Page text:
Referring now to FIG. 1, according to the prior art a transportable life support system 10 having a patient 12 disposed thereupon has a plurality of life support devices 14 a-14 f disposed thereabout. The controls and displays associated with each of the medical devices 14 a-14 f are co-located with the medical devices 14 a-14 f themselves, such that an attendant or operator must move around the patient in order to monitor and effect control of each medical device. As described above, such moving around takes substantial time and causes the operator to focus his attention only upon the device being operated at the moment. More particularly, ventilator 14 a, suction 14 b, I.V./drug administration 14 c, physiological monitors 14 d, defibrillator 14 e, and blood chemistry assessment 14 f, are positioned at various different locations around the transportable life support system 10.
Thus, while the operator is monitoring and/or adjusting a particular medical device 14 a-14 f, another medical device 14 a-14 f, possibly located on the other side of the transportable life support system 10, may be providing a reading which would indicate the need for an adjustment thereof or some other medical attention for the patient 12. However, since the operator is disposed proximate the first medical device 14 a-14 f and is focusing his attention thereupon, the operator is not likely to see the displayed indication on the second medical device 14 a-14 f. Thus, the patient 12 may not receive optimum medical care.
As such, it would be beneficial to provide a centralized location for controls and displays of a plurality of different medical devices 14 a-14 f such that the operator can be located at a single position and from that position monitor and control each of the medical devices 14 a-14 f without moving about substantially. Thus, even though the operator may be focusing upon a particular medical device 14 a-14 f, any change in the display of another medical device 14 a-14 f is much more likely to catch the operator's attention, and therefor the operator is much more likely to provide the indicated medical treatment promptly. The original controls for each medical device are utilized, so there is no need to re-train personnel on how to operate the medical devices.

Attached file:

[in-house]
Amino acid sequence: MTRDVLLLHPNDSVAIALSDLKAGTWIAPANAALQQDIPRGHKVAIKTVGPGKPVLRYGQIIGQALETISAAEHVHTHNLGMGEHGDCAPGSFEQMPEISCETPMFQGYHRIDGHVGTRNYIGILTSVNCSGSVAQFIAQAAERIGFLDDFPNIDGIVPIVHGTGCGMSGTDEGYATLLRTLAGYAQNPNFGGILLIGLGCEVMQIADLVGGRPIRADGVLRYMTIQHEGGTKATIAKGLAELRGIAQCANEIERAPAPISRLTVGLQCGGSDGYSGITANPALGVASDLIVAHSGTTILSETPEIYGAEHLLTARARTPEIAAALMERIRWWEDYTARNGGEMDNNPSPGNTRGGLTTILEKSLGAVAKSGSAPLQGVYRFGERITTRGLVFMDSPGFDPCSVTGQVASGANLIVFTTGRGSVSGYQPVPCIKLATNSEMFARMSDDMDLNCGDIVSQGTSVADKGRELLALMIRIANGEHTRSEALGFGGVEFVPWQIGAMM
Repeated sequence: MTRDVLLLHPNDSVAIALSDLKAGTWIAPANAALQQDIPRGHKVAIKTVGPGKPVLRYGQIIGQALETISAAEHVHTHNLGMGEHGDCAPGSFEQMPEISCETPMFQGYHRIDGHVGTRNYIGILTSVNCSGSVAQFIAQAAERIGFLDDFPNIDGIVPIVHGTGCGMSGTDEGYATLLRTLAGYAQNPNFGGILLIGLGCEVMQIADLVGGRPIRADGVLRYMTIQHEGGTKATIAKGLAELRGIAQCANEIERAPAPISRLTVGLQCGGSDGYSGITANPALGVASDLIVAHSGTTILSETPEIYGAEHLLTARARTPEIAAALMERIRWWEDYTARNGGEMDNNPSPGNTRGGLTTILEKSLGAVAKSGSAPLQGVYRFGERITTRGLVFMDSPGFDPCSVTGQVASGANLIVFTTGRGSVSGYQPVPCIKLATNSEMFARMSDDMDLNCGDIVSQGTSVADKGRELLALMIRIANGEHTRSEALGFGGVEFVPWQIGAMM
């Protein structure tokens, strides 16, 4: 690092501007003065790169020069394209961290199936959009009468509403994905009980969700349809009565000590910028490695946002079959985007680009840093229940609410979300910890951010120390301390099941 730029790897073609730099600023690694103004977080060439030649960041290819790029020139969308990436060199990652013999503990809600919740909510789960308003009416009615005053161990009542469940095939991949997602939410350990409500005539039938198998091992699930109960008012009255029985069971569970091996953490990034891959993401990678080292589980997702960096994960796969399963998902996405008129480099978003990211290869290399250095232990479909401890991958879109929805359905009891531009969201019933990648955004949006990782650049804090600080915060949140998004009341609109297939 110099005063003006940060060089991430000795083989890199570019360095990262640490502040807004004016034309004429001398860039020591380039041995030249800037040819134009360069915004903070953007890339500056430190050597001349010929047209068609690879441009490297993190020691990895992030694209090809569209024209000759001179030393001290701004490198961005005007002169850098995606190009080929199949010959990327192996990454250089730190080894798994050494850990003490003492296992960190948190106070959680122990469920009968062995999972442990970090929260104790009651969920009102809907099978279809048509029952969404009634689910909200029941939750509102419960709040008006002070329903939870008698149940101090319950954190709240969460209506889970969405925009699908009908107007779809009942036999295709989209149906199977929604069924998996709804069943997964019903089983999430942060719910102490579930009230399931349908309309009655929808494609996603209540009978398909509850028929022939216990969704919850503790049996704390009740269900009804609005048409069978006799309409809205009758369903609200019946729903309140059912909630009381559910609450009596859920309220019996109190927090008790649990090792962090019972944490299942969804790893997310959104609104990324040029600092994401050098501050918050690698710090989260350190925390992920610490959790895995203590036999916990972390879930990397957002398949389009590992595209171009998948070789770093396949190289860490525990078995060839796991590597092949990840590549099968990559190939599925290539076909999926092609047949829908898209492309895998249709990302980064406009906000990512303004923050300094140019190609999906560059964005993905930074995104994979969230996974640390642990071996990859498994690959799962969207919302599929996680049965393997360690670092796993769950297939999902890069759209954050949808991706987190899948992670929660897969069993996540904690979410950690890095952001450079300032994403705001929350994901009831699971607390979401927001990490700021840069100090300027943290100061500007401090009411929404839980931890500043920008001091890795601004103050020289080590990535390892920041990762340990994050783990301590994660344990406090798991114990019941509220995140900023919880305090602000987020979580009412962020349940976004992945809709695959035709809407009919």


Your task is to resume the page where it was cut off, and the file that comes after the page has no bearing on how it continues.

Referring now to FIGS. 2-5, a transportable life support system 10 has a control and display head fairing 16 disposed at the head end 13 thereof. As discussed in detail below, the displays and indicators from the various different medical devices 14 a-14 f of FIG. 1 are preferably located upon the control and display head fairing 16 such that the medical attendant or operator can position himself proximate the head end 13 of the transportable life support system 10, where critical medical procedures are commonly performed. From that position, an operator can monitor and control the operation of the various medical devices 14 a-14 f without moving about substantially. This consolidation of controls and displays not only reduces time and makes medical procedures much more efficient, but also allows the operator to observe indications from substantially all of the medical devices 14 a-14 f with comparatively little movement. As such, medical care is substantially enhanced, thereby possibly saving the patient's life or preventing debilitating aggravation of an injury. The remaining components or the medical devices themselves are located at various positions around the transportable life support system, as desired. That is, each of the medical monitoring and medical treatment components is positioned at a location where it can properly perform its intended function. Only the controls and displays thereof have been removed so as to facilitate their common location at the head end of the transportable life support system 10.